A magnificent portolan atlas signed by a member of the leading family of chart-makers of the Mediterranean
By OLIVA, Franciscus [II] , 1658

[Portolan Atlas of the Mediterranean]. Franciscus Oliva Me Fecit in Civitae Marsilia Anno Domini 1658.

  • Author: OLIVA, Franciscus [II]
  • Publication place: Marseille
  • Publication date: 1658.
  • Physical description: Portolan atlas (510 by 340mm) comprising of 10 manuscript charts on vellum (six double page and four single page) pasted on thick card, coloured in ink wash and gouache throughout and heightened in gold, lavish decorative motifs on compass roses, scale bars, armorial shields and name cartouches, each chart within a simple yellow border, the outlines in sepia, main islands in gold, the rest in red, blue, green, coastlines red, blue, green and pink, rivers in blue, main names in red and the rest in brown ink, rhumblines in sepia, red and green; some typical signs of wear, particularly on the borders, resulting in some tears and losses which in some cases have been reinstated; owner label pasted to upper marbled paper pastedown, contemporary vellum binding.
  • Inventory reference: 14774


The portolan chart originated in thirteenth century Italy, as an aid to the pilots navigating their way across the often treacherous Mediterranean Sea. They are characterized by rhumb lines, lines that radiate from the centre in the direction of, often elaborate, wind or compass points that were used by pilots to lay courses from harbour to harbour. Generally drawn on vellum and often embellished in silver and gold, they were, at their height during the fifteenth, sixteenth, and seventeenth centuries, some of the most beautiful examples of the mapmaker’s art ever produced.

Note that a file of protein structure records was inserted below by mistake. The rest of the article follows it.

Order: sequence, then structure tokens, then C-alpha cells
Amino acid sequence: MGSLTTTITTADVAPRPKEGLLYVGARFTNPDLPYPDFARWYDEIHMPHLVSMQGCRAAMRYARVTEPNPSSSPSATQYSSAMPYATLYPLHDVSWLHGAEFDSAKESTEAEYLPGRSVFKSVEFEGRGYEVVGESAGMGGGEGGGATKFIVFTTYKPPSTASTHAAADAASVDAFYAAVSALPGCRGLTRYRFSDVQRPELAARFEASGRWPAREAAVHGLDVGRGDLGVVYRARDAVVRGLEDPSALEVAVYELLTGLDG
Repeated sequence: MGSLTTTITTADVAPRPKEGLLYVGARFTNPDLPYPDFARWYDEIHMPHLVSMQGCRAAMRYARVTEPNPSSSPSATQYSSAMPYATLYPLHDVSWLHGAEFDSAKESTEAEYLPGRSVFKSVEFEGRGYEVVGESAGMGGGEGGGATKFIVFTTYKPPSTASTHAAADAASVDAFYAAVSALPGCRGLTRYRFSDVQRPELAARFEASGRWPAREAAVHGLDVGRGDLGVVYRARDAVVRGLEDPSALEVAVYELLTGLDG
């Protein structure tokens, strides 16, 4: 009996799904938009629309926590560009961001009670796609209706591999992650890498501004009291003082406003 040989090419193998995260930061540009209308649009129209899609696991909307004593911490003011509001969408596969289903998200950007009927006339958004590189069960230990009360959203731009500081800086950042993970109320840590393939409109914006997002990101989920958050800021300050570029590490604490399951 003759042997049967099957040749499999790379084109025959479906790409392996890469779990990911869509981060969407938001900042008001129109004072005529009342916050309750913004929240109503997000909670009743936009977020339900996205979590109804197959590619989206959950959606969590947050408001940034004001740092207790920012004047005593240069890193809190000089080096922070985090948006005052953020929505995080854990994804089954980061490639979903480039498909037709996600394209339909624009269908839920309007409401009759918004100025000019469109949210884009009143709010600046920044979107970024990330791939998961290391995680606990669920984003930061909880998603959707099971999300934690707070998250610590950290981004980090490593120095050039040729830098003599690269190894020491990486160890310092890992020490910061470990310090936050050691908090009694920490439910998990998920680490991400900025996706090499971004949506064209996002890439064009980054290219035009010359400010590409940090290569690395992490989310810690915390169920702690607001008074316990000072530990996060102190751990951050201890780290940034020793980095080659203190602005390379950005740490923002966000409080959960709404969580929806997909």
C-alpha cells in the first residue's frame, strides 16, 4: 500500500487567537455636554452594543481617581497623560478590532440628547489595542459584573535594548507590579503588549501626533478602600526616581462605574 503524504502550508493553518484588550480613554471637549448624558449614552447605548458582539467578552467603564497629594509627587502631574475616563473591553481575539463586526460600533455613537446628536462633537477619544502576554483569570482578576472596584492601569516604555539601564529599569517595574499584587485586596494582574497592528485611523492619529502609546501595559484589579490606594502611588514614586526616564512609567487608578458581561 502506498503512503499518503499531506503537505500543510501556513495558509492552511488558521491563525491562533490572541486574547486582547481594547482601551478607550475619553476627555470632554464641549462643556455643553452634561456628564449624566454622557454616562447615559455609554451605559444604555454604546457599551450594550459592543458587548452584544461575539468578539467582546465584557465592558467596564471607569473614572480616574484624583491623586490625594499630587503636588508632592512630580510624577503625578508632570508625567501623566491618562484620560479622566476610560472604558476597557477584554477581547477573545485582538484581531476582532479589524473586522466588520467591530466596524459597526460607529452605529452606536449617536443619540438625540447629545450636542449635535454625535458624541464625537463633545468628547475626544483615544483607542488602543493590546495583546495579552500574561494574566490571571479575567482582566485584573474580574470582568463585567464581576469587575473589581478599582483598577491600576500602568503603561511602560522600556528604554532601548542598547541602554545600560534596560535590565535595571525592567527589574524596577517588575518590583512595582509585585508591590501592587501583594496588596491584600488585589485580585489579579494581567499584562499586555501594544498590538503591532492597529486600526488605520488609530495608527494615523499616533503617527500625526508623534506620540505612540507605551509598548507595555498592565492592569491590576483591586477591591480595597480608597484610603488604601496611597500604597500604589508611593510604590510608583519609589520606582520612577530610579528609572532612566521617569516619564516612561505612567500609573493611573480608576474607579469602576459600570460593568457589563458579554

The current portolan was drawn by Franciscus Oliva of Marseille. The earliest work signed by Franciscus Oliva is dated 1650, although there is a 1643 atlas signed by a Franciscus Caloiro Oliva which bears many stylistic similarities with Franciscus’s later work. Franciscus’s last known signed chart is dated 1664, and there are a number of unsigned works which are undoubtedly attributed to him, attesting to a highly productive workshop (Astengo).